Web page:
Mark Tinkleman is committed to a radically better future for all of humanity. He is a cook by profession, was trained at the Natural Gourmet Institute, and has worked at award-winning vegan and omni restaurants in New York and Philadelphia. He lives with his beautiful partner and their cat in Philadelphia. Go Philly!
Mark Bittman posted some damn fine-looking soups, and they’re all vegetarian, mostly vegan. Who will come over and make all of these for me, and we will have a soup party?? That kinda sounds like the SADDEST party, but I promise, it’ll be fun. Actually, I can’t promise it’ll be any more fun than watching me cry along to episodes of Drop Dead Diva* on Instant Netflix. There have to be a few dudes who are into that, right? Sexy!
*You see, she is a SKINNY girl trapped in a FAT girl’s body. Hilarity/crying jag ensues!
Oyster mushroom and corn chowdah TONIGHT at 20th & Valencia! »
SF Relais soup stand is BACK for another go! Tonight, Wednesday, Feb. 9, they’ll be at 20th and Valencia Streets from 7 to 8:30 p.m. and ready to take your hard-earned monies (under $5! deal!) for a giant bowl of the good stuff. Delicious. If you want to keep abreast of their happenings in the future, follow them on twitter and get prepared for tasty vegan soup and stew in the Mission on the regular! Man, I love being vegan in the SF Bay Area. Life is good. Except for when it’s shitty. LIFE!
Vegan Lamb Stew TONIGHT in the Mission! »
Brand new soup stand, Relais, is premiering tonight (Sunday, Feb. 6) in the Mission on the corner of 20th and Valencia. They’re serving up vegan lamb stew and it promises to be fucking deeeeelicious because these people are talented chefs for real. The feast goes down from 7 to 8:30 p.m. and we’ll see your hot vegan asses there! Or hot vegetarian asses! Or hot omni asses! Whatever! STEW! Oh, and you can follow them on twitter to stay abreast of further delicious soup and stew happenings. STEW!
NO STEW FOR YOU! Except, yes. There is. This post used to be about soup. Ugh, just ignore me.
Half-product review, half-recipe, it’s vegetable soup with vegan dumplings! »
Hey y’all, guess what I made?! READ THE DAMN TITLE! I made vegetable soup with dumplings. I totally made the soup just so I could make dumplings with it because dumplingness is next to godliness in Rascaltown. Gooey outsides with doughy insides, it’s some next-level shit and I’m ‘bout it.
I’m at my parents’ so I was basically just hunting and gathering in their kitchen for soup ingredients when I found this Rapunzel vegan vegetable bouillon! SCORE. It’s some quality merchandise, people. This company is dope, they’re all socially conscious and whatnot. They also make milk chocolate, but their semi-sweet chocolate is vegan. Has anyone tried their chocolate? I’m going to have to get on that next.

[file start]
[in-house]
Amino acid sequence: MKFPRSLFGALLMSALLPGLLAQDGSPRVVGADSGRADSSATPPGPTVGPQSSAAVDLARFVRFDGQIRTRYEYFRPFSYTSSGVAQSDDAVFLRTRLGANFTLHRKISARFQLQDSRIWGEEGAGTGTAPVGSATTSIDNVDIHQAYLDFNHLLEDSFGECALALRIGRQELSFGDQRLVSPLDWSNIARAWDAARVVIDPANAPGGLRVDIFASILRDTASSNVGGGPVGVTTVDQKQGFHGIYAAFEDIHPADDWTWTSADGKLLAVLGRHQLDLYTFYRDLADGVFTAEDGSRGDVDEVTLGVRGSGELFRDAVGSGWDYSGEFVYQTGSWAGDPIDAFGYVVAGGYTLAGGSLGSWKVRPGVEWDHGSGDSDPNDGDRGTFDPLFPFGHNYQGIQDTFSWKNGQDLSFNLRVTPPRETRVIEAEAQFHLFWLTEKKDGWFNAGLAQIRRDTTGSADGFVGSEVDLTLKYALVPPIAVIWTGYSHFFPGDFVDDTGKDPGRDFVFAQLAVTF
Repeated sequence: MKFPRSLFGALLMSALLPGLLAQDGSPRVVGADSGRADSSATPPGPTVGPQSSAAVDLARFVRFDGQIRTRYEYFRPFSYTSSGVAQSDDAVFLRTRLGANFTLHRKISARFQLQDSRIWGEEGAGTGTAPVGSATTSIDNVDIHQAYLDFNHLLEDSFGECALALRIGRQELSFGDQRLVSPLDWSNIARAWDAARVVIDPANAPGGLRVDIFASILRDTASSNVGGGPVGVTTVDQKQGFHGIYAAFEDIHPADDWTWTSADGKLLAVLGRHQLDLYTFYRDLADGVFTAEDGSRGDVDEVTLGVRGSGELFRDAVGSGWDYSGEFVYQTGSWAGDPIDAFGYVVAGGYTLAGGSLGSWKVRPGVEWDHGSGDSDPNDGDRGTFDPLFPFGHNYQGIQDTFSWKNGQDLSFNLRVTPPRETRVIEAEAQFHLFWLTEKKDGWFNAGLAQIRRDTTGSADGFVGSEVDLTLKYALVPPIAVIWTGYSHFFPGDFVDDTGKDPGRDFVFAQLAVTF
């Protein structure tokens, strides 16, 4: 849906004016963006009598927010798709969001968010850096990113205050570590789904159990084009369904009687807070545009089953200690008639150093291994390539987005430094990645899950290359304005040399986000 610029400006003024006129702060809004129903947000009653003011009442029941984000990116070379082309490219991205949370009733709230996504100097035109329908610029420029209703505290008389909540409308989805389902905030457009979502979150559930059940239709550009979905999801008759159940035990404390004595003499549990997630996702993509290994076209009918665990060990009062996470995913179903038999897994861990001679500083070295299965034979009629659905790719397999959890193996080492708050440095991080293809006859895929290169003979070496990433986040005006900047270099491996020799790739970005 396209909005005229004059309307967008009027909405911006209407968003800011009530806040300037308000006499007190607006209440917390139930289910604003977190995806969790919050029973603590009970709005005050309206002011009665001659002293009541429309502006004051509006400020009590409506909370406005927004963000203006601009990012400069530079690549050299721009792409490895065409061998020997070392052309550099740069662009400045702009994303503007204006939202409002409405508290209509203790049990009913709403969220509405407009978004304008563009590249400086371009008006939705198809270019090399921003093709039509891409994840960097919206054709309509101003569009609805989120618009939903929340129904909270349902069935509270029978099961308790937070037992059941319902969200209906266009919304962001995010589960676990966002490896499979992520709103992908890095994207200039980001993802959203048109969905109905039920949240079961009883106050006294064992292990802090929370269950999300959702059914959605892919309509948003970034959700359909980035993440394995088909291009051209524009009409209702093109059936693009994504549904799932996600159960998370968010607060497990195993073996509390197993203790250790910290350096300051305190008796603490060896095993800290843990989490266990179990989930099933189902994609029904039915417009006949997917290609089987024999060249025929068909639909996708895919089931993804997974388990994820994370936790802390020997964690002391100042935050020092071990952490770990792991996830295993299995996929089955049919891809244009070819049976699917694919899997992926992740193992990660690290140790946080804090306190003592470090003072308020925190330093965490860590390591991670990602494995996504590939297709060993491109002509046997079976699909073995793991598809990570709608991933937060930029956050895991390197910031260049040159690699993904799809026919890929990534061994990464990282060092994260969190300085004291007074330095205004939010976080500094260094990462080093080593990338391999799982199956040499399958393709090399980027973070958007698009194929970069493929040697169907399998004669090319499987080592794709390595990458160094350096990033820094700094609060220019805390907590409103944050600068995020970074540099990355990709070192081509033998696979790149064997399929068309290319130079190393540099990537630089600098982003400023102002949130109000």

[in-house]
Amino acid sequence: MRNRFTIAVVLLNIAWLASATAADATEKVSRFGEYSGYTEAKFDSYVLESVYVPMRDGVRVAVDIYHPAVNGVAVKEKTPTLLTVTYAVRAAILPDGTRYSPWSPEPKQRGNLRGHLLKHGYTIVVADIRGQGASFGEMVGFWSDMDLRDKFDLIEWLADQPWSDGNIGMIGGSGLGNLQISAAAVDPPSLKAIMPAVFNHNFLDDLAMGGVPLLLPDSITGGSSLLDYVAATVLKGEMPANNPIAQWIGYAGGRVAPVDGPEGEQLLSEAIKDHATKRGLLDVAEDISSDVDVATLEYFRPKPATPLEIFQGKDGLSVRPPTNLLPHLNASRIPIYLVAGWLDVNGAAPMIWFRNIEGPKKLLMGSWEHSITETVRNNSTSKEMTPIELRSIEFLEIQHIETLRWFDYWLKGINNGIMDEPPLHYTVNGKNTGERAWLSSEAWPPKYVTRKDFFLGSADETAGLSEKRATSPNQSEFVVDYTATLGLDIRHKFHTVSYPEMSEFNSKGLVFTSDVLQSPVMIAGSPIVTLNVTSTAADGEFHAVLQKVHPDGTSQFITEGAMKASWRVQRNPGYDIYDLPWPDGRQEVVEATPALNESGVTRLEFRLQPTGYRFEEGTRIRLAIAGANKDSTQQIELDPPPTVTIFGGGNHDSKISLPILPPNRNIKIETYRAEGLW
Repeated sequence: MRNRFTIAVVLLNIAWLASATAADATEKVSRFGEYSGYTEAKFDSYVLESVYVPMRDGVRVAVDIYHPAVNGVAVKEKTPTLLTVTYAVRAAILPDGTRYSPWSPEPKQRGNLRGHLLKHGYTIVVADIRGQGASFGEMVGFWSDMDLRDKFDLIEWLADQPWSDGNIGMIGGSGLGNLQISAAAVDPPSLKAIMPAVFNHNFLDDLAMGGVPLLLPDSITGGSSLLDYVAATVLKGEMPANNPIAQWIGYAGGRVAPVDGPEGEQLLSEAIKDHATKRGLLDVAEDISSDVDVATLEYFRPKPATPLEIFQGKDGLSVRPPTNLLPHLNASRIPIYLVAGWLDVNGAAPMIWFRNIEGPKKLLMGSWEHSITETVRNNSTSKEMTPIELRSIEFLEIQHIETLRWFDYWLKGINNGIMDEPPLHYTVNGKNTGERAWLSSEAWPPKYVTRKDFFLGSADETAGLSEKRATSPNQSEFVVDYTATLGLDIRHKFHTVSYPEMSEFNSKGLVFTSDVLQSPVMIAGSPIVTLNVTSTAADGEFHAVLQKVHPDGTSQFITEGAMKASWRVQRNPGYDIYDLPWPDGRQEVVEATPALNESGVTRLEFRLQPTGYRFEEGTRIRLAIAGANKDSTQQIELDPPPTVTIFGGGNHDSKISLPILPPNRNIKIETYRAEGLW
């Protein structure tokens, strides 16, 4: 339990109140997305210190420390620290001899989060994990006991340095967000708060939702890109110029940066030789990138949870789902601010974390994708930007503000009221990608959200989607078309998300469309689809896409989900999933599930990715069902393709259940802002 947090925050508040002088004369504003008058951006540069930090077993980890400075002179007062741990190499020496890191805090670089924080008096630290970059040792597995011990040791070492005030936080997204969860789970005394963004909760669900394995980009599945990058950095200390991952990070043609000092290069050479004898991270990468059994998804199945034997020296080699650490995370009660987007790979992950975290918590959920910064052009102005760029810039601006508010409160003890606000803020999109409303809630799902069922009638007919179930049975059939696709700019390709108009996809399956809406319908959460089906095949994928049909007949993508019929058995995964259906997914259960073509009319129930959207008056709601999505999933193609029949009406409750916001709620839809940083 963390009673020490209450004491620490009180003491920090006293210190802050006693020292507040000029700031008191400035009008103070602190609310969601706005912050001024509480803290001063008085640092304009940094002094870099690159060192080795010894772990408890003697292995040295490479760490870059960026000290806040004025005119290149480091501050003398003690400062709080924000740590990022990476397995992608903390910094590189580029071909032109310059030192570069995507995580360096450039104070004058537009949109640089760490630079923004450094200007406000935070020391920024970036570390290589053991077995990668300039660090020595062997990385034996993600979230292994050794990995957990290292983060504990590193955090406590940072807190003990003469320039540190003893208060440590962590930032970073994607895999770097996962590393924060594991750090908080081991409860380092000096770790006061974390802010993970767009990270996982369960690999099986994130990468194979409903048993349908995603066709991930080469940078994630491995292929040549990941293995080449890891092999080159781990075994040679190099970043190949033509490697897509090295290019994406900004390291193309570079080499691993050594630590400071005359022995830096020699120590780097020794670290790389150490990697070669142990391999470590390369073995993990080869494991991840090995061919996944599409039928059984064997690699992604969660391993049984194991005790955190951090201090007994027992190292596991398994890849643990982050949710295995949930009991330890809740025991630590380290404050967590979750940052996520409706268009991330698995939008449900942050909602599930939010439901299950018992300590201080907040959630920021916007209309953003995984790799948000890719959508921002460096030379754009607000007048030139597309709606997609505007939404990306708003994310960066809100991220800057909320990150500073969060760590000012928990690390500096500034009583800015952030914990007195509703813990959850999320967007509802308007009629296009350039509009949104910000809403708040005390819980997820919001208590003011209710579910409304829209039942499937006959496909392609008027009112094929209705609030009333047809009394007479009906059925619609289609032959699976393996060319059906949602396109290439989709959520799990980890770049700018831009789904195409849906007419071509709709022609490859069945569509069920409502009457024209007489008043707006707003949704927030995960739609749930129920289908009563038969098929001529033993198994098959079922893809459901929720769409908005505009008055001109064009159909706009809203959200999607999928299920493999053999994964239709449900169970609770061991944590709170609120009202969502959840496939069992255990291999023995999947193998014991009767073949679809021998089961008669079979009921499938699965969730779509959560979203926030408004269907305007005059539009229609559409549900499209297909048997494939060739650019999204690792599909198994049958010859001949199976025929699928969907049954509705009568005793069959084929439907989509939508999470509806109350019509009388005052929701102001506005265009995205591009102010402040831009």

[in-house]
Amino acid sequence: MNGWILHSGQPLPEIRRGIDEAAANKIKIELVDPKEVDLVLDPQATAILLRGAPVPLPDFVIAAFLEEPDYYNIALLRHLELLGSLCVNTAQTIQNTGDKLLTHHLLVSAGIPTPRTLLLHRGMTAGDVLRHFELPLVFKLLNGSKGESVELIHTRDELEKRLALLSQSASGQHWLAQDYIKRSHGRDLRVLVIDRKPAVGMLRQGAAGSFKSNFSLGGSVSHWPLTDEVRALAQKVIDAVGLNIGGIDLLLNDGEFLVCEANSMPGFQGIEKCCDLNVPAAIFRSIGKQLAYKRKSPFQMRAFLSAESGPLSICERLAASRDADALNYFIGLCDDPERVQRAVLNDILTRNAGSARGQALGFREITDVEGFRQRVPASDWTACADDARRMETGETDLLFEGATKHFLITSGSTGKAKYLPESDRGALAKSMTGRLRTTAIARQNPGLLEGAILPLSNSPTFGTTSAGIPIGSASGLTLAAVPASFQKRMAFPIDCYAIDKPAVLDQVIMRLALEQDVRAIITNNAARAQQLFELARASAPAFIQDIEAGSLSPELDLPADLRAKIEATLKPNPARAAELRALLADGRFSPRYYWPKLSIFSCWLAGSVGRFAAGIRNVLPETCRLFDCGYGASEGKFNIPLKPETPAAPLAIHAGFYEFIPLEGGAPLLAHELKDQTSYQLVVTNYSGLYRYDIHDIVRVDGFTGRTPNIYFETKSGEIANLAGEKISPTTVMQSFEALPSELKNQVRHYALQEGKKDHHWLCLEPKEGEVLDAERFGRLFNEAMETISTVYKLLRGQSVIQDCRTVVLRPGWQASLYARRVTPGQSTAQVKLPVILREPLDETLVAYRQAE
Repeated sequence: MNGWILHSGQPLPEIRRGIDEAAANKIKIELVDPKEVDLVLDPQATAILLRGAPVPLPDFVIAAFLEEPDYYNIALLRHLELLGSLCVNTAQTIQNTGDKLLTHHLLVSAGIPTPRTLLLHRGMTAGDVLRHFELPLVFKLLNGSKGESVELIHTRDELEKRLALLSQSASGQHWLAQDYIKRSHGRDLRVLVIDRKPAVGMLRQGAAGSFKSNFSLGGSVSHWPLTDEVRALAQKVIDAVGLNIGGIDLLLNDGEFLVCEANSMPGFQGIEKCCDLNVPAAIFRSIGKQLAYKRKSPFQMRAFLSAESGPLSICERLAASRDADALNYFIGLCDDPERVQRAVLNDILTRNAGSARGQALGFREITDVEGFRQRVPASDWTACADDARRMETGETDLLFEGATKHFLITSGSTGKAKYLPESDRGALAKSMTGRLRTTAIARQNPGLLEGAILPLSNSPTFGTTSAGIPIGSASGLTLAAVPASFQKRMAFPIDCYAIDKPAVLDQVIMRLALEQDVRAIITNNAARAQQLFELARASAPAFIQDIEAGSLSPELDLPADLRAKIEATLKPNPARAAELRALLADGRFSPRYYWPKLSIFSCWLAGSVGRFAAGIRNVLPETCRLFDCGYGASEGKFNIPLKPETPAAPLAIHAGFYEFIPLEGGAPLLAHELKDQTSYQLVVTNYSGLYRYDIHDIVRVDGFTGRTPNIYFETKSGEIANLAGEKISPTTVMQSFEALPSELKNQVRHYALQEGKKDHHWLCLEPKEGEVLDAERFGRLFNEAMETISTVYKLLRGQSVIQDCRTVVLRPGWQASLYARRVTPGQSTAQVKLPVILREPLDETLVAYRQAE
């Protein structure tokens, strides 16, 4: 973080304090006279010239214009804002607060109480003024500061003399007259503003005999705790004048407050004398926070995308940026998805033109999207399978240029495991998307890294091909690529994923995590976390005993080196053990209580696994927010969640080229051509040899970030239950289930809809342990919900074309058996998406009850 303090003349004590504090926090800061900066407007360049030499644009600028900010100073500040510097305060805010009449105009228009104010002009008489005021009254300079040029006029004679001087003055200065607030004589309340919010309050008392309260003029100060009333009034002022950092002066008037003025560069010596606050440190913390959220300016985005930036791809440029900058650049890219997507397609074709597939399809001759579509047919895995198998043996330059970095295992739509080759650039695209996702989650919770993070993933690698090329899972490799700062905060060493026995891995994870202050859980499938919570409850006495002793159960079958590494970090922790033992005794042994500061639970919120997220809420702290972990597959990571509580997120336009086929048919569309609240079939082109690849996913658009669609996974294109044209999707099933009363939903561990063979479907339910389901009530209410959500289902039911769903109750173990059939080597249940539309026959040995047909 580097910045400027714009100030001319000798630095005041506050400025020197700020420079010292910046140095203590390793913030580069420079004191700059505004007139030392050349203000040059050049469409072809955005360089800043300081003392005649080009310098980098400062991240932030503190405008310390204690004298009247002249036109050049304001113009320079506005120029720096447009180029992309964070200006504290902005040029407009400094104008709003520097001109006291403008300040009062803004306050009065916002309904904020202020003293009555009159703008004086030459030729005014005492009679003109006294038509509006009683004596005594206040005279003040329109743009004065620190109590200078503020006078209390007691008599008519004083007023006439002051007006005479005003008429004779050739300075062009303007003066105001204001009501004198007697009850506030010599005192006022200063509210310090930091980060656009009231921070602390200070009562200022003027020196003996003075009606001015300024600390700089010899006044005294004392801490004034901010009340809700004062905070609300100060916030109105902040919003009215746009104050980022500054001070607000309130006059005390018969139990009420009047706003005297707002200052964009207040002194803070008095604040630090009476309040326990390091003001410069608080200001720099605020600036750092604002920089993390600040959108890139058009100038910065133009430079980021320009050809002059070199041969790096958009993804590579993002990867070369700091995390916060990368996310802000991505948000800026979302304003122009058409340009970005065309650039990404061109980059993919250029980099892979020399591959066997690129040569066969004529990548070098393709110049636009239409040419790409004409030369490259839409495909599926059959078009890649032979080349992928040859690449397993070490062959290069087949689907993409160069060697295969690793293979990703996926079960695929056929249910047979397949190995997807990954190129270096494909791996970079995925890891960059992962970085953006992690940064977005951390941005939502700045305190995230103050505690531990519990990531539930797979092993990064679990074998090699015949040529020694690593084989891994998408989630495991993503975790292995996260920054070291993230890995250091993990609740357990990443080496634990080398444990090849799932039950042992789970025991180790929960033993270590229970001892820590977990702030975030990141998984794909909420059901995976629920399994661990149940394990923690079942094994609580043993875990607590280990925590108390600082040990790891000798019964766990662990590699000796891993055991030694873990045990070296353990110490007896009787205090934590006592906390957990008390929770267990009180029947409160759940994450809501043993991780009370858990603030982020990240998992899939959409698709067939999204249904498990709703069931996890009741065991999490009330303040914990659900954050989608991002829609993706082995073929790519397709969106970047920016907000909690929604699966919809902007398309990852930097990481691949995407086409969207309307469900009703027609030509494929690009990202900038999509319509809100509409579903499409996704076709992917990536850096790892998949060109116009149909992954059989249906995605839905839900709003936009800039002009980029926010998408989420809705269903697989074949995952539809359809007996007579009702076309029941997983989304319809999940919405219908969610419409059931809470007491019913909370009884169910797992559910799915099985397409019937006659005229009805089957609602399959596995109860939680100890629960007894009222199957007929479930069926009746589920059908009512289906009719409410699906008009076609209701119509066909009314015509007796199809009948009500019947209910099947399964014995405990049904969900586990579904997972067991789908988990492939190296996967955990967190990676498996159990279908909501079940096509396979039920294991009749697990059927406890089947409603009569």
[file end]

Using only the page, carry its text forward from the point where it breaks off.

It’s one bouillon cube per two cups of boiling water, and I made about six cups. So that’s three cubes, genius. Then I was like, what the hey can I put in this dang soup? Friends, put in whatever the hell you have around (except celery because it’s stringy and gross! I said it). I found a zucchini, an onion, a shallot, a potato, canned corn and a can of white beans. TI-DOW! That’s your soup, homies.
If you don’t know, you cut all the veggies based on how long they take to cook. Potatoes take longer than zucchini so I cut them smaller. Get it? I had it at a low boil for about fifteen minutes, then you add the dumplings!
I made straight Bisquick dumplings because they are my jam. I love Bisquick in all its forms! If you want to know how to make them, read the side of the damn box! The recipe is on there. You just switch the milk with soy milk or what-have-you. It’s not that goddamn hard. Get to it!
What’s this? Oh nothing, just some soup I invented, drowning a be-Earth-Balanced whole wheat sourdough biscuit.
Here’s the recipe. It’s insanely easy, you’ll love it.
(note: all the measurements are approximations, as I was freestyle-souping)
3 Tbs. Earth Balance
2 small onions
4 cloves garlic
1 Yukon Gold potato
2 sweet potatoes
1 cup baby carrots, or equivalent in regular-size carrots
1/2 inch fresh ginger
5 cups vegetable stock
Zatarain’s! [Ed.: Ooh la la!]
toasted sesame oil
Preheat your big soup pot to a low-ish setting, and throw in the Earth Balance. Dice the onion and throw it in the pot. Peel the potatoes and chop into small-ish cubes. Chop the carrots into roughly same-sized pieces. Dice the garlic and ginger, and zest the tangerines. Juice the tangerines (always zest before you juice!)—you can add the juice to the stock for the time being.
Once the onions are soft and clear, add the potatoes, carrots, garlic, ginger, tangerine zest, and spices. Turn the heat up to medium and cook until the potatoes and carrots are soft, about 15 to 20 minutes. Then add the tangerine juice and stock, cover, turn the heat up to high, bring to a boil, and let simmer for a while. Maybe 20 minutes or so, I guess.
Once everything looks nice and mushy, turn the heat off. If you have an immersion blender, I am envious of you. Also, this is the time to use it. Otherwise, you had better let the soup cool a bit before pouring into your regular blender/food processor and turning it into something approximating the above. Then put it back in the pot and reheat.
If the soup’s too thick, add a bit more stock. Finish with a dash of toasted sesame oil, for extra flavoring, and pepper if wanted (I didn’t). Something I recently learned: cooking black pepper for very long will turn it bitter! So, only add it toward the end. Eat it with fresh breadstuffs for A-plus number-one enjoyment.